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Rep. Tobin not giving up on water authority bill

PHOENIX -- A proposal that would allow the creation of new agencies to secure new regional water supplies is stalled in the Arizona House, but Speaker Andy Tobin says he's not convinced opposition from Yuma farmers means the bill won't move this year.

Tobin's ambitious attempt to jump-start the effort to secure more water supplies ran into a buzz saw of opposition from ranchers and Yuma-area farmers at a committee hearing last month, with farmers in particular arguing they were worried their Colorado River water supplies were being targeted, primarily to benefit northern Arizona communities near Tobin's home. The bill was held in committee, a sure sign it faced a nearly impossible climb to passage.

But Tobin, a Republican from Yavapai County who crafted the bill to create new "water augmentation authorities" after the completion of a two-year study of Arizona's projected water shortfalls, says kicking the can down the road will just make the challenges greater.

He made an impassioned presentation to the agriculture and water committee on Feb. 19, outlining what he called the dire prospects for huge future water shortfalls, the estimated $3 billion cost of new infrastructure to move water where it's needed in Arizona, and his arguments for starting the effort now. He acknowledged the quickly appearing opposition, and offered to radically change the bill to cut out Yuma if the region wanted out, after laying out the history of water in the state.

"No bill's perfect," he concluded. "We have an opportunity here to move a bill forward. I was asked to hold the bill. Again, controversy usually requires that. Let's hold it, let's wait till it gets better. If I held the bill we wouldn't be having all these people here. I'm glad they're here.

"And if it's not this bill and it's not the fixes to the bill then where's the fix?"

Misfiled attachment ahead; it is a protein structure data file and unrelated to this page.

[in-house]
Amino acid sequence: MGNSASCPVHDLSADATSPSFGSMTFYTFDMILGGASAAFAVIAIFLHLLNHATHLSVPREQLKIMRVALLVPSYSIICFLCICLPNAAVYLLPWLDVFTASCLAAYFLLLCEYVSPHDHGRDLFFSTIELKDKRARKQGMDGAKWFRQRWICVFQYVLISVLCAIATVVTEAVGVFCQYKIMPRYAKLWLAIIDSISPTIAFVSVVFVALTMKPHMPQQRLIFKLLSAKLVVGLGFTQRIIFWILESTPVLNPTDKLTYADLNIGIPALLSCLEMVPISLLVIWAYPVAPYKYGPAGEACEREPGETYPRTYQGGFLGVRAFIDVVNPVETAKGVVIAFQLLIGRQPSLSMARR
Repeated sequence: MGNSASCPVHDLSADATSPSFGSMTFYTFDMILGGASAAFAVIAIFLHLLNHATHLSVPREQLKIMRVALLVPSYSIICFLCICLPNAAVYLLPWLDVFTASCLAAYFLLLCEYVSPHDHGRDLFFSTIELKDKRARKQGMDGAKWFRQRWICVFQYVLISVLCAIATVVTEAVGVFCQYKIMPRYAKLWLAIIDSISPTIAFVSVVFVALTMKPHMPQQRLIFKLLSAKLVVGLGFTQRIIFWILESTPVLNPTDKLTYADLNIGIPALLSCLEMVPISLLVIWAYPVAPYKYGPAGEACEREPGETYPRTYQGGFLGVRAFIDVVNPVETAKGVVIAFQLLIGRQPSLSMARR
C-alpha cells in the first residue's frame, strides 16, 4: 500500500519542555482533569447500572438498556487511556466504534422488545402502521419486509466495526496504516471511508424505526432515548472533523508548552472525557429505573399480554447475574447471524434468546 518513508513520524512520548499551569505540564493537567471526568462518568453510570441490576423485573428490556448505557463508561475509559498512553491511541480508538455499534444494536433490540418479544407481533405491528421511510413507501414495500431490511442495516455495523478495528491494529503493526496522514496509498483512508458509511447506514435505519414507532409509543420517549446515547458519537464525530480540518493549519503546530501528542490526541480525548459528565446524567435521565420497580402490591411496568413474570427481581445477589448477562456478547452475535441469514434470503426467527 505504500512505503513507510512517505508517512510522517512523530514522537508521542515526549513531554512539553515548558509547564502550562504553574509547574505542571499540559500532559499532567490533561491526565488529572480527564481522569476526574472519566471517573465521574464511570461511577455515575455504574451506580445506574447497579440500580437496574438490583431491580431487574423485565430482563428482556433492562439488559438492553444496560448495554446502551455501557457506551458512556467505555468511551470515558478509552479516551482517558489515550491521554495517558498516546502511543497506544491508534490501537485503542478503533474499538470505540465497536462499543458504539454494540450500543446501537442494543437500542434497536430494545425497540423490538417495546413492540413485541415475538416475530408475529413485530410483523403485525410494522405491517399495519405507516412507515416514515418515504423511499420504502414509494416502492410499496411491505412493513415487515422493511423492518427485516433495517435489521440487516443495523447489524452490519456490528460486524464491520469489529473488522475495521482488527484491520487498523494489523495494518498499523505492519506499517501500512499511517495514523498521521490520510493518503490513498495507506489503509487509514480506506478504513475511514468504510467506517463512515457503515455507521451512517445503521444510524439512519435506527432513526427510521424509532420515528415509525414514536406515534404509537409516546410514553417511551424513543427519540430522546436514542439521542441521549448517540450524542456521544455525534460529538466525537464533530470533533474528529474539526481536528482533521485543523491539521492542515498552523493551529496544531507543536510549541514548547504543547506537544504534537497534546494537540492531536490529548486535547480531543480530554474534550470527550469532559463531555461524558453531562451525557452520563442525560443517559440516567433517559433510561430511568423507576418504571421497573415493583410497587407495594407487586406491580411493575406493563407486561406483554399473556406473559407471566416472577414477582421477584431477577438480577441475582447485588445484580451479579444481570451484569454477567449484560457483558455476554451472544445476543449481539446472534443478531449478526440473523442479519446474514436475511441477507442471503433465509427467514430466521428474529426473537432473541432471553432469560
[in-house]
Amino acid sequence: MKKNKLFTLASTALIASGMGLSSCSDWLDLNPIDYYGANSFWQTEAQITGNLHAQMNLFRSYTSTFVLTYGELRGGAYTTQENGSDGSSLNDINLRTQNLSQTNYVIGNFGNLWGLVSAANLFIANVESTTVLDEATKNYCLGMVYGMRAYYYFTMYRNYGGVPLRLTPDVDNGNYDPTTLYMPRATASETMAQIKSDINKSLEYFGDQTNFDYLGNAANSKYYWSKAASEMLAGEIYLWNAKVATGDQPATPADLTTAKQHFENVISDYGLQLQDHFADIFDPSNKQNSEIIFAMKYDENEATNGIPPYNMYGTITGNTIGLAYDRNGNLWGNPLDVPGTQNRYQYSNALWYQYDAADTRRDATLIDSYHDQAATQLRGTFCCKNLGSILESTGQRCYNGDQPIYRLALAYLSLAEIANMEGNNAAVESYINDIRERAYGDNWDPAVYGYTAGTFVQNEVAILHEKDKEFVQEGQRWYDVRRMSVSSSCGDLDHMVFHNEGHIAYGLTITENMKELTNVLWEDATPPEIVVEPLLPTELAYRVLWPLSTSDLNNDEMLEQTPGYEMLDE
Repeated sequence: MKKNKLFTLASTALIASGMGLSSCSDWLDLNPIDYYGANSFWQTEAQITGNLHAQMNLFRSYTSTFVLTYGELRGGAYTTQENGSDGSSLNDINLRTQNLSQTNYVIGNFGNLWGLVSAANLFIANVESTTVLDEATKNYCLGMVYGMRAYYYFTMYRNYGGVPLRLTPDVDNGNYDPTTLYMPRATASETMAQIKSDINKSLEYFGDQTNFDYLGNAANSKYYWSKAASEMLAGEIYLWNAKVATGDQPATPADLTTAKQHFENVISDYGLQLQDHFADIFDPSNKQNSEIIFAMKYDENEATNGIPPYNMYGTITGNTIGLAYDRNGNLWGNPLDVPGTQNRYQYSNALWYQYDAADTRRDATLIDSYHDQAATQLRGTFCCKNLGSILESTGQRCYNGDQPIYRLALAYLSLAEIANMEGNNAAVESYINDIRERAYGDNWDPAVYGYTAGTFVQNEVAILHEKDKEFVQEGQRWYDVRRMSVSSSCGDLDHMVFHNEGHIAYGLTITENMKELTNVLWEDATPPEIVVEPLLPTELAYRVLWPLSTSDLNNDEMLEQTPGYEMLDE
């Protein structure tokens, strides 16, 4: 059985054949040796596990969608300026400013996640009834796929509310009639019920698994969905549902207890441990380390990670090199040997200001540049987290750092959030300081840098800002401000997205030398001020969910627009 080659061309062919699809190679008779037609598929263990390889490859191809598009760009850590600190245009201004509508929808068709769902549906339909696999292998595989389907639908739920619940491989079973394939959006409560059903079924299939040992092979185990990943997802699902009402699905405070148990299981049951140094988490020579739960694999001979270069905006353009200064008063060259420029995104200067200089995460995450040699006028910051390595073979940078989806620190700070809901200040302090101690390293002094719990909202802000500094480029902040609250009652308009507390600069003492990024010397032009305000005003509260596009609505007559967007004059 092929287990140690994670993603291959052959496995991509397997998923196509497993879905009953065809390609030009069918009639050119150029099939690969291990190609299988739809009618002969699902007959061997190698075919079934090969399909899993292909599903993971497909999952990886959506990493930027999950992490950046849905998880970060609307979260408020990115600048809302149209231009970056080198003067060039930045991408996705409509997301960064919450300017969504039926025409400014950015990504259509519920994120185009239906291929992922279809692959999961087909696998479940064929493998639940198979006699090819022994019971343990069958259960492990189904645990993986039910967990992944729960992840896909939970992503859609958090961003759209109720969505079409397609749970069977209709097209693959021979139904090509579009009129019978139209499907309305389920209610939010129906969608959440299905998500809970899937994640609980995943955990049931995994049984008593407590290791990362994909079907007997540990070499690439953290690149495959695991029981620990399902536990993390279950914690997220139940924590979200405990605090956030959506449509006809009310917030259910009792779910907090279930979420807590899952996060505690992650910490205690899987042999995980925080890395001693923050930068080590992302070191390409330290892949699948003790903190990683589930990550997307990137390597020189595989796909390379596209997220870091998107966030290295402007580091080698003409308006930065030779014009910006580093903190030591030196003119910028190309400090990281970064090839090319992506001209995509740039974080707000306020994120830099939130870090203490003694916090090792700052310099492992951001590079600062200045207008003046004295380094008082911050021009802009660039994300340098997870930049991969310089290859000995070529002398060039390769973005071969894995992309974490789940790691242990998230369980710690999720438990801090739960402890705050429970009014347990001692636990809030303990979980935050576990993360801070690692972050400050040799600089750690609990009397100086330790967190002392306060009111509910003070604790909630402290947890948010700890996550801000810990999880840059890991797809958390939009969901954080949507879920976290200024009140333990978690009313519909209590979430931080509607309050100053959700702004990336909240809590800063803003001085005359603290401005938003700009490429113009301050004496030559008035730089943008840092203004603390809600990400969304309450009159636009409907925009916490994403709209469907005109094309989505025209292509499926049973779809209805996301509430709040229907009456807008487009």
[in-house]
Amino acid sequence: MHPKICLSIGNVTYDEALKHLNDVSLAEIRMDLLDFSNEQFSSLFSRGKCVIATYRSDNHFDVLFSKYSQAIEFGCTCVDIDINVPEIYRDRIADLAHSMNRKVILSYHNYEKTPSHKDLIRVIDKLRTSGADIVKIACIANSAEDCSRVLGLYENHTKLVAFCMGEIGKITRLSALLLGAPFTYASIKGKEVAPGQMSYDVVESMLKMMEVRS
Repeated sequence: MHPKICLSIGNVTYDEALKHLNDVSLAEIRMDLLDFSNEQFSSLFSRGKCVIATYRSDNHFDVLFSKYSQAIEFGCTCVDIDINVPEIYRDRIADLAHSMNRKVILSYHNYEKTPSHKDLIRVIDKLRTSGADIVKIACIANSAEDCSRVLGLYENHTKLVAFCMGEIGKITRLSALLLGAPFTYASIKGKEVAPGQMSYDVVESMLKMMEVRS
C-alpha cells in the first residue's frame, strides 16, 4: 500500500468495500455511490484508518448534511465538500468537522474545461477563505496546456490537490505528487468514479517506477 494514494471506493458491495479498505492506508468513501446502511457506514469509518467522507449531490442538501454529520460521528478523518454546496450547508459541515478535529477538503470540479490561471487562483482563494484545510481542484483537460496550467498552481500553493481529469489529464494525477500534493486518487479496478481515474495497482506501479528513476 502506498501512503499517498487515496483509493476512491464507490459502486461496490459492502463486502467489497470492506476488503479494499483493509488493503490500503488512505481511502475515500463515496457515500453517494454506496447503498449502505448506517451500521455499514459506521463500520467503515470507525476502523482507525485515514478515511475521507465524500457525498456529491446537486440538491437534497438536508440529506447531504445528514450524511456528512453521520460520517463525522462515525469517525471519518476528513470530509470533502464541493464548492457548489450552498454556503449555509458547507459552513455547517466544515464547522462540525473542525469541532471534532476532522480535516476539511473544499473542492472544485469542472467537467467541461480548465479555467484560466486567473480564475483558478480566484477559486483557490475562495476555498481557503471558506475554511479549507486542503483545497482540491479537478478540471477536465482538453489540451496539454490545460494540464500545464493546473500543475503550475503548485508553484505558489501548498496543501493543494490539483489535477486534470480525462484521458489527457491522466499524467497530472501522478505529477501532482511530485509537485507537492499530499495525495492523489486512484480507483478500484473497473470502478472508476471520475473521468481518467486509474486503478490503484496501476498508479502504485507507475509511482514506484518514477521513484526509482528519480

But committee members then heard from farmers and ranchers, and their representatives, all voicing fear that Tobin's bill really was an effort to buy up southern Arizona farmers' share of Colorado River and use it to bolster northern Arizona's supplies.

"All the constituents I have talked to oppose it they see it as a direct threat to Yuma's economic viability," said Russ Clark, a Yuma County supervisor. "To me, augment means transfer what that says to me is someone is going to take water from someone else."

Tobin's bill allows private entities to team up with public agencies to create public authorities that can make deals to buy and move water and obtain financing for projects such as pipelines and reservoirs. The authorities would have the power to condemn land for public use and could tap money from a state fund that would get $30 million a year in state funding.

Many see the bill as a gift to northern Arizona cities like Prescott, which have long-term water deficits which will limit growth. But they also cite a lack of accountability, oversight and what appears to be extensive power of the augmentation authorities, which would not be overseen by an elected board.

"Tribes, developers, can go anywhere in Arizona and set up shop as one of these entities," Andy Groseta, a Cottonwood rancher and president of the Arizona Cattle Grower's Association, said in testimony against the bill last month. "Diminishing one area's supply to augment another is not augmentation. We call it something else."

The Yuma Sun reported Friday that Herb Guenther, a former Arizona Department of Water Resources director and a respected voice in state water policy, said he's spoken with Tobin and was told the speaker won't push the bill this legislative session. Instead he'll meet with opponents and try to craft a deal.

"My job is to bring compromise," Guenther told the Sun. "I'm confident a more acceptable bill will be drafted."

Tobin said Friday he's committed to making changes to the bill, but not to waiting until next year.

"I'm not putting a time frame on it. If Herb comes to the table and says 'here's three or four things that will make this thing perfect,' why wait until January?" Tobin said. "There's no reason to put a deadline on good public policy if there's something there."

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